So if we are to get along and come to some agreement as to where we must go I our nation's future, we must reject common and popular assertions coming from new-age and radically leftist thinking. We must reject that one person's truth can be as logically valid as another's. We must reject this when applied to science, when applied to history, when applied to civics, when applied to religion, and when applied to morality. All are interrelated. But even if we cannot agree on what is truthful in any one of these areas, say religion; we can come to some agreement as to what is true morally; and it is morality, which has come to be the most contentious area of truth in American politics.
If we are to survive as a nation, we must come to some basic agreement as to what is moral and what is immoral; and new-age thought is completely bankrupt in allowing us to come to that agreement, due to its rejection of basic principles of logic.
I gave Oprah Winfrey as an example of this, but one can find examples throughout popular new-age thought.
Some may look at this and say gWell, you're talking about religion. With religion there are different rules.h
Well, not really. Religions make truth claims.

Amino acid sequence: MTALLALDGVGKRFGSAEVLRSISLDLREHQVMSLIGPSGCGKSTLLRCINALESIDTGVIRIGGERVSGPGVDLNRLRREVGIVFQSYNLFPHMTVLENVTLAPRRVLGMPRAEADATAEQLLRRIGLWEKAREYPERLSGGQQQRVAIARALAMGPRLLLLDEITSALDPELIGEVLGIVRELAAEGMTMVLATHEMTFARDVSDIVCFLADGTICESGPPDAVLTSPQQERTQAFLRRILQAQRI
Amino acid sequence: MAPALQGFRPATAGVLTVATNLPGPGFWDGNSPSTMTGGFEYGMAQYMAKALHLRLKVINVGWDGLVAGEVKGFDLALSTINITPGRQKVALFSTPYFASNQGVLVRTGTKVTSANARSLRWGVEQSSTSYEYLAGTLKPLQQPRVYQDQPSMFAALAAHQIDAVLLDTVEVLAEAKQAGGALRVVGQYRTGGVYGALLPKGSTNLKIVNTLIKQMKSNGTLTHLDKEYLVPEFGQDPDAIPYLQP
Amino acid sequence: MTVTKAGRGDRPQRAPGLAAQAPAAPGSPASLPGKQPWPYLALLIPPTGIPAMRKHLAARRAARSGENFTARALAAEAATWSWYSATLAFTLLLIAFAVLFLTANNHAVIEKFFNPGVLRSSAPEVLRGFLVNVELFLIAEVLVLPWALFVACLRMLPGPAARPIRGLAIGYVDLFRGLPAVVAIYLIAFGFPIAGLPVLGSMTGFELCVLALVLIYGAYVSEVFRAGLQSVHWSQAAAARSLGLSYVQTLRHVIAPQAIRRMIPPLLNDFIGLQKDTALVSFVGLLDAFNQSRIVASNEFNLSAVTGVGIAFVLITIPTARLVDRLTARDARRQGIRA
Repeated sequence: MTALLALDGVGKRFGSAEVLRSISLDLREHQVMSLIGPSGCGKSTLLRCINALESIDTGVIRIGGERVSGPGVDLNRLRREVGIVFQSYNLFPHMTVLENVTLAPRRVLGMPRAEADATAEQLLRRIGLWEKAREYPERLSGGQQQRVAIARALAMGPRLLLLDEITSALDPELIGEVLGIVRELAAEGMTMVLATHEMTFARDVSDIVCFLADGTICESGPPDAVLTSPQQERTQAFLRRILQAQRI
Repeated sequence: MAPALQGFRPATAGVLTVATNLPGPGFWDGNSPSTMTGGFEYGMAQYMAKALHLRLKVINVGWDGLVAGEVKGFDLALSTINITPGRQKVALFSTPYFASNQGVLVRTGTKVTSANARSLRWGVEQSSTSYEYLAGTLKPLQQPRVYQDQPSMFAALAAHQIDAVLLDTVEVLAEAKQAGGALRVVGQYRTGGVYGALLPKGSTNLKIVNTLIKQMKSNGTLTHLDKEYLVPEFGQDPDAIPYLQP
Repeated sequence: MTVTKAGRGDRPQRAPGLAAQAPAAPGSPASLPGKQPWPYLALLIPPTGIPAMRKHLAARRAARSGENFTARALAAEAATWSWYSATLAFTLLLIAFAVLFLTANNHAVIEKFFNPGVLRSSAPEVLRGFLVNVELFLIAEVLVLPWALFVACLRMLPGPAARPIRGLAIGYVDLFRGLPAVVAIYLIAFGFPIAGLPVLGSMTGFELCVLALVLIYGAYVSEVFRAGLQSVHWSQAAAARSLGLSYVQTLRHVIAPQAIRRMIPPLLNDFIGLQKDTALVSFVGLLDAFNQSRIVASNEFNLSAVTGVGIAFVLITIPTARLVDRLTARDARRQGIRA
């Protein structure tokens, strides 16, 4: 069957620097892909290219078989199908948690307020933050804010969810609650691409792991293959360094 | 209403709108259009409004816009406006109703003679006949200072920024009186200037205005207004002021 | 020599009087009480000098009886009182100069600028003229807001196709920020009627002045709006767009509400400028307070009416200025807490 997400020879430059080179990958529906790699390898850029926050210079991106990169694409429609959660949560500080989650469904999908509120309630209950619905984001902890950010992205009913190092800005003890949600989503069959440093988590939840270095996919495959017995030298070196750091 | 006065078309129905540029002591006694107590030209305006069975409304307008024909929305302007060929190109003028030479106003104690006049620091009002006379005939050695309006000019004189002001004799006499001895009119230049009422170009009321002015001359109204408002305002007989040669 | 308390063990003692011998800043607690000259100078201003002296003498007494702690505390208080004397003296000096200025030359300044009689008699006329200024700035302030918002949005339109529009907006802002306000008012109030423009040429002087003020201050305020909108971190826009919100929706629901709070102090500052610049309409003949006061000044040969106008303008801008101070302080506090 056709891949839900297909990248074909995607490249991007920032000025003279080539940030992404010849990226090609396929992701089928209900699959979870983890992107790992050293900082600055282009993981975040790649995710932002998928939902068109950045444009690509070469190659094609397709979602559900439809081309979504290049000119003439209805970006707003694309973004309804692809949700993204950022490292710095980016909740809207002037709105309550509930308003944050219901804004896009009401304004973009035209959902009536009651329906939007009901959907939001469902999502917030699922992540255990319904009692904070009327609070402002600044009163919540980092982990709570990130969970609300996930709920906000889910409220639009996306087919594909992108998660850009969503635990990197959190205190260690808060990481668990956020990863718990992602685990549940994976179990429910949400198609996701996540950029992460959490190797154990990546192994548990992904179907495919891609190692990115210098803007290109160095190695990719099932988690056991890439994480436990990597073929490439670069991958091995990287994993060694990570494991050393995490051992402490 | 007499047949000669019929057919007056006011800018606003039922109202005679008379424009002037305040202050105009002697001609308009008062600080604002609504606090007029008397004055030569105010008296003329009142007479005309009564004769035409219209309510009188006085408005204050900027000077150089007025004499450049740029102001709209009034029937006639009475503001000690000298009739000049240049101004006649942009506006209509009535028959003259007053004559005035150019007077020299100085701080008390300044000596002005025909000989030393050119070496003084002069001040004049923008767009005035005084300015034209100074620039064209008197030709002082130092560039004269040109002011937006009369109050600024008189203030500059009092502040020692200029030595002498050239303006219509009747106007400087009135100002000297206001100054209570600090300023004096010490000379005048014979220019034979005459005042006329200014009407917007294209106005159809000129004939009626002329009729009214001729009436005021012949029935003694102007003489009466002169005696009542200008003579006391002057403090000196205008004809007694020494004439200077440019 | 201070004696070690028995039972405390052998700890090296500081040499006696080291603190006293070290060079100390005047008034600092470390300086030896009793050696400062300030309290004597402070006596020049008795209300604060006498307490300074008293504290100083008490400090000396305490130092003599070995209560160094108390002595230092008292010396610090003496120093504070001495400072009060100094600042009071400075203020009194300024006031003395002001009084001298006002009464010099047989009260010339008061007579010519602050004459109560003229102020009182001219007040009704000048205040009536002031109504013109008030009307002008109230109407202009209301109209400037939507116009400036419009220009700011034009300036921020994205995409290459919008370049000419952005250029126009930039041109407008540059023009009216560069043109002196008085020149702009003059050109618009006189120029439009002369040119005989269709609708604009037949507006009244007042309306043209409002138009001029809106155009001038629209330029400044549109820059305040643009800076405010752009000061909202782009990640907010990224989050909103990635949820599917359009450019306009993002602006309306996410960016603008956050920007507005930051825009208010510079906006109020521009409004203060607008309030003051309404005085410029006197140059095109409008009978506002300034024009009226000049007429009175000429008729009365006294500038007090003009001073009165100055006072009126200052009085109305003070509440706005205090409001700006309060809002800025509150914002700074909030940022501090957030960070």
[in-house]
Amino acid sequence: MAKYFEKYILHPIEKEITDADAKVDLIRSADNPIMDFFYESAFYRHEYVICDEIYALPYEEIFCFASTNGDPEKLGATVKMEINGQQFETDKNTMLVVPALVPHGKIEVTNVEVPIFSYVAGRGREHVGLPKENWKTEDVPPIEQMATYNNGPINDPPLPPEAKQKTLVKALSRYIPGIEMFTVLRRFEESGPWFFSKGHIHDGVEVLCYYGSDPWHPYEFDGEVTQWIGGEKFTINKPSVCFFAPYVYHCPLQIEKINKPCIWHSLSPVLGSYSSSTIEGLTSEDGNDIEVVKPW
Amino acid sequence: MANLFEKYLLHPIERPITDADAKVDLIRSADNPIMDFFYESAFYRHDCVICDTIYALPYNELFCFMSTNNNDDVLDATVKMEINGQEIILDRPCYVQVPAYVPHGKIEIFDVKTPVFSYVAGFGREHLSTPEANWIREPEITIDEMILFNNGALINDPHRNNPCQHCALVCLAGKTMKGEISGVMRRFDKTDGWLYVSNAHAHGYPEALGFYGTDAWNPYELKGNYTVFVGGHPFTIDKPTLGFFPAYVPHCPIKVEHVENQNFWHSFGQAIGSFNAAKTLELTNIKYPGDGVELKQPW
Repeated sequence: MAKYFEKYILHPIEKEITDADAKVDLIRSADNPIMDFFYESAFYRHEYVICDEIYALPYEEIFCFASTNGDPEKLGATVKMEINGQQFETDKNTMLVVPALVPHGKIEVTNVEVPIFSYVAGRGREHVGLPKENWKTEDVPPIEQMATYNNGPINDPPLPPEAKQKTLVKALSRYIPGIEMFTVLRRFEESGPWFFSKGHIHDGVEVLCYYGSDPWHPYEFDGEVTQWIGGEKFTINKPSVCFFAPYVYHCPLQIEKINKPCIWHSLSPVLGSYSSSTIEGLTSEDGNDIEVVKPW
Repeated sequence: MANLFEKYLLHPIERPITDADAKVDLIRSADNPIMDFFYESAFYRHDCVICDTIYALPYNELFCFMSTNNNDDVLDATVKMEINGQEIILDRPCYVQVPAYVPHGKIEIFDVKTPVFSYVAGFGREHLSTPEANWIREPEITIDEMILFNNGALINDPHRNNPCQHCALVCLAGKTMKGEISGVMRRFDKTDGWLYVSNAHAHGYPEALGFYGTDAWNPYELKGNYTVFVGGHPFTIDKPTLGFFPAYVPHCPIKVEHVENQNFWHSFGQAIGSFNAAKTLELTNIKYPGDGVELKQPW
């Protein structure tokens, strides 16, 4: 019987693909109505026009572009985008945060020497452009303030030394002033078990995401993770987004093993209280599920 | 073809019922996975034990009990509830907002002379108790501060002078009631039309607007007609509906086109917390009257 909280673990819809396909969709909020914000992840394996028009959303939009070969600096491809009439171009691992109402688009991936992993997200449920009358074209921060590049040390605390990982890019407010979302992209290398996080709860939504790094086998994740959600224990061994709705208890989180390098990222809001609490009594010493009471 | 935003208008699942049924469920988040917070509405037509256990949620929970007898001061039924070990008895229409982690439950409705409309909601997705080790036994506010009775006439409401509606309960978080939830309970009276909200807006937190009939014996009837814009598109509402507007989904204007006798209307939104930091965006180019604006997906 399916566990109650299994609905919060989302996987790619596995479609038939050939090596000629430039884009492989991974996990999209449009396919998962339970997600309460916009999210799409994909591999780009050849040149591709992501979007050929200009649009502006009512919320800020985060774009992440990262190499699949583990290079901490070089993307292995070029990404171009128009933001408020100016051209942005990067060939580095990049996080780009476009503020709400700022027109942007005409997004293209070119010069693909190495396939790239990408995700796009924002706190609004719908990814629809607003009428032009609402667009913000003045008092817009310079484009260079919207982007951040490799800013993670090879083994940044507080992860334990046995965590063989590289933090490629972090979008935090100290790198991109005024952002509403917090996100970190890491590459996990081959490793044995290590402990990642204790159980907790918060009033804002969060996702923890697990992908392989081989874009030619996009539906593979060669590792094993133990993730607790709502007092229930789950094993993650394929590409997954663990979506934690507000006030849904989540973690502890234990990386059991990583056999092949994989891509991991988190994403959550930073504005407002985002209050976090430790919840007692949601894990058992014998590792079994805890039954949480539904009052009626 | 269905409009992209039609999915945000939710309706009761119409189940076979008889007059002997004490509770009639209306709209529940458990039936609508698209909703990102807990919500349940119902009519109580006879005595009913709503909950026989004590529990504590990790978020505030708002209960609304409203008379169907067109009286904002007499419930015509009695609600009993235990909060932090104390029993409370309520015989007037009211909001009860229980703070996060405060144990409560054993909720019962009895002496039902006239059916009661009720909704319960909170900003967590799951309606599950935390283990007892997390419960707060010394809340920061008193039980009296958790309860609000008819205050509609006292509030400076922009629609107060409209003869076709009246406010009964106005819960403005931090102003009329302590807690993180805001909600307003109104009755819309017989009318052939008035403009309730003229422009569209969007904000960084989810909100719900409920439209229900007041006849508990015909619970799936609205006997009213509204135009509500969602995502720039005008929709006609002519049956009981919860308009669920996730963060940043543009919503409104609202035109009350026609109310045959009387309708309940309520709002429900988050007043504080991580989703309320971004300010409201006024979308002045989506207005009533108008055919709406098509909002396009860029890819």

As such, they are subject to the same rules of logic as any other truth claim.
Furthermore, the notion that greligion follows different rules of logic than other truth
,h as an argument for why religion should be treated differently than other truth claims, is itself an argument that depends on rules of logic.
For the statement to be logically coherent, the only recourse is to state that religious claims or arguments must adhere to the rules of logic.
But let's set religion aside. I used that as an example, because religious thought tends to be the type of thought that excuses itself most often from logical scrutiny; especially in new-age religious thought.
But that type of thinking has
permeated into mainstream non-religious, or secular thought, and that's why it's important to address it.
Posted 24th March by Brandon